Linked by Thom Holwerda on Mon 21st Oct 2013 22:33 UTC
Hardware, Embedded Systems

The French Minitel never ceases to amaze me.

In 1984 the government allowed developers to create services for the Minitel. The government took a 30% cut and passed the rest on to developers (sound familiar?) creating the world's first app store. From a user's perspective using apps on the Minitel was frictionless - you were just billed for what you used through your phone bill.

[...]

How big was this app store? In the nineties it was pulling in over a billion USD a year! This is an astronomical sum when you consider France's population size. Though the crossover point is near, the Minitel in its lifetime paid out more to developers than Apple has to iOS developers to date. Companies would advertise their apps in the subway, on highway billboards, and on television.

Amazing. This could very well be the first application store, something many people think is a new phenomenon invented by Apple.

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certainly not first
by koffie on Wed 23rd Oct 2013 01:13 UTC
koffie
Member since:
2010-05-06

Apple certainly was't the first. While I don't agree that they never invent stuff themselves - I won't go into that - in a lot of cases they indeed are not "first". But being first is not important, being the first that does it right in your field is, and that's something Apple is good at. They were the first to do an app store "right" on mobile. Just like Minitel did in France, and Steam does with PC Games. Not surprisingly, also success stories.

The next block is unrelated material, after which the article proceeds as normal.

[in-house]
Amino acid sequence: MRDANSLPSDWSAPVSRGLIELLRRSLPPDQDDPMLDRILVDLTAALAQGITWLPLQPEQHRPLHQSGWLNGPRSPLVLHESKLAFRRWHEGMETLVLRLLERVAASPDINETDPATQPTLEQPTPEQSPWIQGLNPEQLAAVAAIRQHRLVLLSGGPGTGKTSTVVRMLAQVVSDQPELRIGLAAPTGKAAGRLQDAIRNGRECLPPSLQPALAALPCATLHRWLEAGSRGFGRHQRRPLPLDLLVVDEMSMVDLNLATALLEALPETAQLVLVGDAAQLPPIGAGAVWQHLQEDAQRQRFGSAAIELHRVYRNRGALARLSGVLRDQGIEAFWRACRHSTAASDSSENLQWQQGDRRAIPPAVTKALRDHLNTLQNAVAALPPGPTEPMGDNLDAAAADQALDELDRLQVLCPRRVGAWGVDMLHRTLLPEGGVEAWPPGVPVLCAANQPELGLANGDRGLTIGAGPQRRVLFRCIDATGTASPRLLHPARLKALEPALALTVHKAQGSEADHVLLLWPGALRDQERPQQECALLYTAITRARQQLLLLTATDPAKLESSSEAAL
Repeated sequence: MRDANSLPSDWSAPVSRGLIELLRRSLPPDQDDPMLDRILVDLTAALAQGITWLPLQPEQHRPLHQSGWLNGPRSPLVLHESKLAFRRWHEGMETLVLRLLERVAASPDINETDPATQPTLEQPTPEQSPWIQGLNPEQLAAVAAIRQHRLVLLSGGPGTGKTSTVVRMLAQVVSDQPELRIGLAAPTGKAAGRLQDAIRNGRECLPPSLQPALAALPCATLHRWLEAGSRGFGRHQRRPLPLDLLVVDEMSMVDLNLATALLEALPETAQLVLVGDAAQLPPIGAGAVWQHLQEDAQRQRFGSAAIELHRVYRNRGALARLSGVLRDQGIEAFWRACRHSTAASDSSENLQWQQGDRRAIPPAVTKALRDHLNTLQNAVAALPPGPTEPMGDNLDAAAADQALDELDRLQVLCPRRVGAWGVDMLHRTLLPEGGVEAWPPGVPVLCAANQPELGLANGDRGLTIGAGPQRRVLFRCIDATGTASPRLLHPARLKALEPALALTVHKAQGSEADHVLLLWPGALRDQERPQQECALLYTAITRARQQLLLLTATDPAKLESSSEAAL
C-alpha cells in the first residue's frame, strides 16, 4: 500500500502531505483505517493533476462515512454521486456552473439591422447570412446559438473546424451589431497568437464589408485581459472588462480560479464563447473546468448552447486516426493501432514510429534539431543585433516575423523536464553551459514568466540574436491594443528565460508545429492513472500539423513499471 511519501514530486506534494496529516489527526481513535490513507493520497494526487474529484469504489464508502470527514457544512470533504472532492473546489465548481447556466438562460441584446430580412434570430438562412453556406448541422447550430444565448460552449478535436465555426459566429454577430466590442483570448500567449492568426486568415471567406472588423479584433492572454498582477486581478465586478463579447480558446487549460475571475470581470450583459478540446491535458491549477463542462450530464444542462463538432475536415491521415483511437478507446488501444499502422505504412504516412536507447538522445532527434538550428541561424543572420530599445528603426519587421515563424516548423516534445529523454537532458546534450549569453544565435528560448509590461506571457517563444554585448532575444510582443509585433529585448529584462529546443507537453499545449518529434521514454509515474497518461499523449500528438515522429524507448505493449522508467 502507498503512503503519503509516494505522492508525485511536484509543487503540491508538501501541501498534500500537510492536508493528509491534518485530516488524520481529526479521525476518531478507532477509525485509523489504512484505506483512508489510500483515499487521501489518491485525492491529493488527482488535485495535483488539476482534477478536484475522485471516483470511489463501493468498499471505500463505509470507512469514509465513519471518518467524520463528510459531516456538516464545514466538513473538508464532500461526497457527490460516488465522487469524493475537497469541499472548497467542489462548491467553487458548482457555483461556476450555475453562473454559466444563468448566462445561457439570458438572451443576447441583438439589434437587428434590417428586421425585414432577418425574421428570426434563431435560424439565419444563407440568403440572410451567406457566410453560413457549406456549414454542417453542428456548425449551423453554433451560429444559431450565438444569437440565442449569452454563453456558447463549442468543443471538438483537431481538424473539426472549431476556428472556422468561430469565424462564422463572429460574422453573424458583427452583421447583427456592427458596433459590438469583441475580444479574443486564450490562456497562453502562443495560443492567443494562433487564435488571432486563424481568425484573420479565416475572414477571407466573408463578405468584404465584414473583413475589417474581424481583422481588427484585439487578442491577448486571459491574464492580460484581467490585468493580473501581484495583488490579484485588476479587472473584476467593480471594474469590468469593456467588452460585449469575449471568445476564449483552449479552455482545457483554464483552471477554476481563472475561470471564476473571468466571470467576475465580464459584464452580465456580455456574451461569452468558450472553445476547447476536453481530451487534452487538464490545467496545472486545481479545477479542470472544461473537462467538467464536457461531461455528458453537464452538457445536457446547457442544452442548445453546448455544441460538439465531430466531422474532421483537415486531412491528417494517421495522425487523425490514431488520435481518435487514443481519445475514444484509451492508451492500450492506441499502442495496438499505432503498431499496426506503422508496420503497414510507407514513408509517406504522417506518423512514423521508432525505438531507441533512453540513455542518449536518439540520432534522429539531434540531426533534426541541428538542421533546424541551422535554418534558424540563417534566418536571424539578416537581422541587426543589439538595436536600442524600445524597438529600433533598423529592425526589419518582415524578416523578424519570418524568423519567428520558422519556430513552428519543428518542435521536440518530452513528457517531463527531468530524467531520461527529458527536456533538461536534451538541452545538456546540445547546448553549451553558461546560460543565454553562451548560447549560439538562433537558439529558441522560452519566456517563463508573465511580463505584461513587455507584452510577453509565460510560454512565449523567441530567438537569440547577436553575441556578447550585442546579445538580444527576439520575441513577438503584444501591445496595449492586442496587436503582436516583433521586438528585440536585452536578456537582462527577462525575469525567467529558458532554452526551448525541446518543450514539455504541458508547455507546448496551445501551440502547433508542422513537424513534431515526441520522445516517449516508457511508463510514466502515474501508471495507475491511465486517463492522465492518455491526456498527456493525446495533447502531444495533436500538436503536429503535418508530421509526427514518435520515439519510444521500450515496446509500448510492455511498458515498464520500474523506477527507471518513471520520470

And all 3 used the same formula:
For the user:
- Lower the barrier of entrance.
- Make it simple to use.
- Have sensible policies.
For the developer:
- Easy to develop for
- offload payment handling.
- offer some sort of copy protection.
- let developers extend and popularise your platform

Remember, stuff like allowing to re-download at time if you happened to delete something or allowing installation/usage on multiple or newer devices by linking the ownership to an identity was not really common practice before Valve's Steam and Apple's App Store popularised this and made it the de-facto standard. I remember good old windows CE, Symbian or Blackberry software requiring a license key per device you want to install it on...

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